If people interpret the events like that, they are interpreting things from a vantage point that has no anchoring in the sources. Ergo, they will be distorting the evidence and creating a picture that cannot be created from the existing, true evidence.

              Should we do our Ripperology like that? Clearly, the authors you refer to have not done their homework. That should be criticized, not commended and accepted, R J!

              Just like you say, the clothing was up and then it came down; it was up to the thighs and then it came down to the knees. Thatīs all there is to it. The wounds were hidden from sight, and if Lechmere had decided to con Paul to get away with murder, it makes a world of sense that this was so.
              Last edited by Fisherman; 12-27-2020, 01:54 PM.

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              • #37
                Originally posted by rjpalmer View Post
                P.S. The clothing being 'disarranged': 'disarranged' is the exact word used to describe the clothing of Tabram/Chapman, so it's descriptive value is broad.
                Disarranged is a VERY wide description. A gust of wind can produce it - or an eviscerating serial killer. It has little or no definition value in the context we are looking at.

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                • #38
                  Originally posted by Fisherman View Post

                  Yes, I know that, Joshua. What I am asking is whether the carmen actively denied having seen her eyes open. Frank says that "the carmen werenīt able to see her eyes wide open", and I am asking myself whether they actually professed to this themselves or whether it is something that is extrapolated from Neils testimony. There are a number of factors that must be weighed into the matter, one of them being that you can be unconscious with your eyes wide open. Presumably, you can be very drunk and have your eyes open too. There is also the matter of the position of the head on Nichols; if it was turned away from the carmen to a degree, then it may have been hard to see the eyes, whereas the neck was cut all the way around and the wound was a gaping one.
                  Whoops, apologies. This language thing is tricky, words can be interpreted in so many different ways...
                  I dont recall either carman mentioning her eyes. I do think wide open eyes would be the sort of thing I'd expect people to mention, if they had noticed. It certainly seemed to make an impression on Neil, but then, he had a lamp.

                  I'm struggling to picture how you think her throat wound was concealed under her clothing, yet was uncovered by trying to pull her skirt a little further down. What clothing do you think covered her throat?

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                  • #39
                    Hereīs the same mistake, from Richard Jonesī site

                    "Her skirts were pulled up around her waist and a bonnet, which she had evidently been wearing, lay on the ground close to her head."

                    This is really not good research. It is the exact opposite. Letīs look at the sources:

                    Daily News, Lechmere speaking: "The woman's legs were uncovered. Her bonnet was off, but close to her head."

                    Est London Observer, Lechmere speaking: "The woman's legs were uncovered. Her bonnet was off, but close to her head."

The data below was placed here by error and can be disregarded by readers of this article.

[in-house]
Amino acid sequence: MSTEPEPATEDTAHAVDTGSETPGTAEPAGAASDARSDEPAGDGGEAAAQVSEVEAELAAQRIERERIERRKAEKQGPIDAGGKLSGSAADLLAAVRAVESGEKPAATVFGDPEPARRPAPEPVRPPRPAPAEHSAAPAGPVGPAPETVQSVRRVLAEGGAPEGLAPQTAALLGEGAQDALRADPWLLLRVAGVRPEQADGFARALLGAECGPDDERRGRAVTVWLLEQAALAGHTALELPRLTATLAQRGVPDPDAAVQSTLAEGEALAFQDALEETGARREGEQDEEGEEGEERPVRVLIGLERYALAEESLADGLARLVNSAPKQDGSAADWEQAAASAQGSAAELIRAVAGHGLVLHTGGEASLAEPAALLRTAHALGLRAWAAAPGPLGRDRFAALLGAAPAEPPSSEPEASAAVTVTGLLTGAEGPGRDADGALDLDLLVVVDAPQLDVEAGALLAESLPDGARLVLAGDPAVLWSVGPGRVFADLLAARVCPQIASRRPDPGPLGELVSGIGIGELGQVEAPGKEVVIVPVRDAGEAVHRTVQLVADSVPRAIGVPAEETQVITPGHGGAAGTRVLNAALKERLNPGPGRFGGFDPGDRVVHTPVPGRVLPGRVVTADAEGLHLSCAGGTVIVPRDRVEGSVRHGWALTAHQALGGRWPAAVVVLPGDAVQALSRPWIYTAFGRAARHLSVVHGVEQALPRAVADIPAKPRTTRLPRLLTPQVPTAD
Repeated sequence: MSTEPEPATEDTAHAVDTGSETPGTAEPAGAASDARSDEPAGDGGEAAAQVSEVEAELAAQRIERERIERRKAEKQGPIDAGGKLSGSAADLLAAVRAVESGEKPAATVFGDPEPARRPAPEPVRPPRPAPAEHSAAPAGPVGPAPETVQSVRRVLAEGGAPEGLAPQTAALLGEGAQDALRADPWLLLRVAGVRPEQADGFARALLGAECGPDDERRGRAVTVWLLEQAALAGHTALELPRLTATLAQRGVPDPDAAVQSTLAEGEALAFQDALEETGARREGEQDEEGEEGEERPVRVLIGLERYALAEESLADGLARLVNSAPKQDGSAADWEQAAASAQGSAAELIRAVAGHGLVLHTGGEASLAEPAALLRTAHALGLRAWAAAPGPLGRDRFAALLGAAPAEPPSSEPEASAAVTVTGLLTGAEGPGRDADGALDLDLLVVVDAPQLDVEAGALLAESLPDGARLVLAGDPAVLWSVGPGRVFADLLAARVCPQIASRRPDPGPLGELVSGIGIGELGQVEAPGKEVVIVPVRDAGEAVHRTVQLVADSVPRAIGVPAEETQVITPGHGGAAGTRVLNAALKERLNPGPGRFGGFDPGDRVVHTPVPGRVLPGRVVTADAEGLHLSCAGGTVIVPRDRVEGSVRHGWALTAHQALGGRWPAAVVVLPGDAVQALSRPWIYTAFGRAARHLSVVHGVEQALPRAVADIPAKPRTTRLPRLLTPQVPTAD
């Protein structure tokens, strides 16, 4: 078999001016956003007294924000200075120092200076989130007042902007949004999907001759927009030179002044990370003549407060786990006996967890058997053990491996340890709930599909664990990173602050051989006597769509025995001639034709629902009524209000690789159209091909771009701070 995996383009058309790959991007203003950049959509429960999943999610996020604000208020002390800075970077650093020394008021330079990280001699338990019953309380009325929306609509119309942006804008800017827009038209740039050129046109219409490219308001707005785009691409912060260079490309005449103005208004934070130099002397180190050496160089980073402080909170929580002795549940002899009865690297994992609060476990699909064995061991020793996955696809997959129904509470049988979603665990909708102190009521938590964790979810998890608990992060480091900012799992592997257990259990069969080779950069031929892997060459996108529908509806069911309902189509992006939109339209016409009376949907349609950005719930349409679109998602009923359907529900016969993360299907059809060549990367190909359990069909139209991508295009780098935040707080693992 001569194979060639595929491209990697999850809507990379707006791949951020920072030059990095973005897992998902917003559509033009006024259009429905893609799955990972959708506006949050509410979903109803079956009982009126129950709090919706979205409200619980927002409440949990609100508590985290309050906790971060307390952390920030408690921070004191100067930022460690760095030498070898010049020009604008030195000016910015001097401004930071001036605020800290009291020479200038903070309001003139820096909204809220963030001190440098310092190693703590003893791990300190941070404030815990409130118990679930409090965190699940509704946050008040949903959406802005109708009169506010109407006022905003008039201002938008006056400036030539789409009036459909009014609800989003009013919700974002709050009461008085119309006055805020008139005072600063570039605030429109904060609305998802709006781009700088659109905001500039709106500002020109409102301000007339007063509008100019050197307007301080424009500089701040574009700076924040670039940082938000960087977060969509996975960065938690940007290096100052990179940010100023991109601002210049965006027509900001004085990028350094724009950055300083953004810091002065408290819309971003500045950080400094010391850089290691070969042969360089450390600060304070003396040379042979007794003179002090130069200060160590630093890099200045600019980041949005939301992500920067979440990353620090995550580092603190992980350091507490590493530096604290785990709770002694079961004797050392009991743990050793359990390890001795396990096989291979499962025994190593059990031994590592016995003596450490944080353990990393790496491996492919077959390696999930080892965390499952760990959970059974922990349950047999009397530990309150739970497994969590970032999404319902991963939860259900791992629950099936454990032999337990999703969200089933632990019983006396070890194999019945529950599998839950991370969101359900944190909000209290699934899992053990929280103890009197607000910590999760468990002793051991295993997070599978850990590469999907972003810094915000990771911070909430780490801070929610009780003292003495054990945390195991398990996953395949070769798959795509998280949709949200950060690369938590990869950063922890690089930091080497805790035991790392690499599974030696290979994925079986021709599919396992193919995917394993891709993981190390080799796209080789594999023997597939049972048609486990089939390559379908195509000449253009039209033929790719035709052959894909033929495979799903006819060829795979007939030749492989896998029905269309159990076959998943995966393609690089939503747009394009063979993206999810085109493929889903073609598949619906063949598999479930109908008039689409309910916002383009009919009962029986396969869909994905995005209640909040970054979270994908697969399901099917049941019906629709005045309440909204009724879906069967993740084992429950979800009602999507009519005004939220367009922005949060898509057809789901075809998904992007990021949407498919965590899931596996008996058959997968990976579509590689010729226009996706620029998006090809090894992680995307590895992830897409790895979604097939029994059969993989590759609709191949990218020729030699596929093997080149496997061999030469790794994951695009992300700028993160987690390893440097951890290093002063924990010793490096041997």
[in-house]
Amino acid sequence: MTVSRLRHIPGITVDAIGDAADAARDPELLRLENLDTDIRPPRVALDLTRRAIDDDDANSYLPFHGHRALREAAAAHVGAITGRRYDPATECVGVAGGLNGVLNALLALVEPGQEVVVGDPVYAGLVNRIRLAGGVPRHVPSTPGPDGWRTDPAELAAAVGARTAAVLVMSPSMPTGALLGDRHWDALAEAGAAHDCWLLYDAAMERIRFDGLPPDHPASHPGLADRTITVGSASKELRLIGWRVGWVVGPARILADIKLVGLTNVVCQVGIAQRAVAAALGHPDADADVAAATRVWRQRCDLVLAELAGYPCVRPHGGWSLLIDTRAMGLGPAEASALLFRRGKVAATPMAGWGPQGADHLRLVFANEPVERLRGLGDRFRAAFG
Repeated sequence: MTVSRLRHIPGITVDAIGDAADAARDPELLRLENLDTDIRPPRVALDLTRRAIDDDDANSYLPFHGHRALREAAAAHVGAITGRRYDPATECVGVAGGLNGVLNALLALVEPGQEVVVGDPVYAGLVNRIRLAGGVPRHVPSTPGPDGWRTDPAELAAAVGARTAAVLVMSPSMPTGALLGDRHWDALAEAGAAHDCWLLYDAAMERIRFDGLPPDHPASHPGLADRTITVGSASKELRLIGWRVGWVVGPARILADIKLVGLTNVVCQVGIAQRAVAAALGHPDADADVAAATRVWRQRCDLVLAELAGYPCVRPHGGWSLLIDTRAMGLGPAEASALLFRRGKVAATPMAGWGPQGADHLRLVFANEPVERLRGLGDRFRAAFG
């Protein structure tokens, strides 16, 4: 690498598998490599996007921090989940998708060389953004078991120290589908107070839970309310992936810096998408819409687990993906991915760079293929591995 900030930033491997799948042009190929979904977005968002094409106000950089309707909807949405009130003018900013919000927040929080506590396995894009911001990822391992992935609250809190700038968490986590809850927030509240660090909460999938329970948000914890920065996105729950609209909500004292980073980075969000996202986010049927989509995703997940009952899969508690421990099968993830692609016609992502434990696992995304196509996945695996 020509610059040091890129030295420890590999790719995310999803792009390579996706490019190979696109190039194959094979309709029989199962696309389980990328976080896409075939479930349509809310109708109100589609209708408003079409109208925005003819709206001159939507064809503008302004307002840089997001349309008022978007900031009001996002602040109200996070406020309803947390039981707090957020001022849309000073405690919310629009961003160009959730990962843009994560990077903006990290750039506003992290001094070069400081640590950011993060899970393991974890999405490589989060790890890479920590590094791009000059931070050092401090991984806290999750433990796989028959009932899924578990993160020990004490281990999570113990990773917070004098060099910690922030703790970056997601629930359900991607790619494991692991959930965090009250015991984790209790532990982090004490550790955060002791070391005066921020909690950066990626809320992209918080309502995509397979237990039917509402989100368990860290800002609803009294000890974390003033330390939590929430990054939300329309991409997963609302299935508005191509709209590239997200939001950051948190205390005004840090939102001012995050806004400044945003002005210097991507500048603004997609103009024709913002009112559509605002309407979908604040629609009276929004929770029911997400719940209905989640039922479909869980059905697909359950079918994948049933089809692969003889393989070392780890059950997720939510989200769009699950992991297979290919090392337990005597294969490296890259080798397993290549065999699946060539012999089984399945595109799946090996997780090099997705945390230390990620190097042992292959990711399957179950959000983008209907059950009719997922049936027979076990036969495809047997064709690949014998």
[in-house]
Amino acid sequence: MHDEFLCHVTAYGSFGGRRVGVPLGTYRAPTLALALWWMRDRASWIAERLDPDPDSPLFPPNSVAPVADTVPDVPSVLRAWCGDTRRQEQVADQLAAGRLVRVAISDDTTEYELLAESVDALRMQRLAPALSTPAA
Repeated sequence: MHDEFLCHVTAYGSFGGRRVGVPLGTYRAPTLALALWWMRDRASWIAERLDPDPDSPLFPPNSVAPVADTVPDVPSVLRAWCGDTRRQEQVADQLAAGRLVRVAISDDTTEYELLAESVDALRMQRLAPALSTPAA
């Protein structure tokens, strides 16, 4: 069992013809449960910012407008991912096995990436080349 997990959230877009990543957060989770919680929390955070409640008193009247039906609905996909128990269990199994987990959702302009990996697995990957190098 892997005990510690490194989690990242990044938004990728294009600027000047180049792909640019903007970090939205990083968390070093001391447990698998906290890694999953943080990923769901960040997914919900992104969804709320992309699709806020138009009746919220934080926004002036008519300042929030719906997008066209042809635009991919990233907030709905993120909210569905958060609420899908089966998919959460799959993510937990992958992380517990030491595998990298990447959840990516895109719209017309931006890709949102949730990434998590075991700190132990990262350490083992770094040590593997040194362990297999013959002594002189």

The Echo, Lechmere speaking: "When I found her, her clothes were above her knees."

                    Illustrated Police News, Lechmere speaking: "The other man tried to pull her clothes down to cover her legs, but they did not seem as if they would come down."

                    Morning Advertiser, Lechmere speaking: "When I found her clothes were up above her knees..."

                    The Star, Lechmere speaking: "Before they left the body the other man tried to pull the clothes over the woman's knees..."

                    The Times, Robert Paul speaking: "Her clothes were raised almost up to her stomach."

                    Can anybody tell me at what stage the clothing crept up "around Polly Nicholsīs waist"? It is abundantly clear that they only went a far as the thighs, but that has seemingly not stood in the way of Richard Jonesī imagination.

                    Before we have a clear and factbased view of this matter, Lechmereīs potential culpability is not judged from a correct perspective. I urge everybody with a genuine interest in the case to actually look for themselves what applies and what does not.




                    Last edited by Fisherman; 12-27-2020, 03:05 PM.

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                    • #40
                      Originally posted by Joshua Rogan View Post

                      Whoops, apologies.

                      Anybody who apologizes and actually makes the effort to check things out factually is a hero in my world, Joshua!

                      This language thing is tricky, words can be interpreted in so many different ways...
                      I dont recall either carman mentioning her eyes. I do think wide open eyes would be the sort of thing I'd expect people to mention, if they had noticed. It certainly seemed to make an impression on Neil, but then, he had a lamp.

                      Yes, he had a lamp - and his examination would have been a lot more thorough. If Nicholsīs head was turned to a degree towards the wooden gate, then maybe the carmen could not easily make out her eyes, whereas Neil certainly would secure himself a look at her face.

                      I'm struggling to picture how you think her throat wound was concealed under her clothing, yet was uncovered by trying to pull her skirt a little further down. What clothing do you think covered her throat?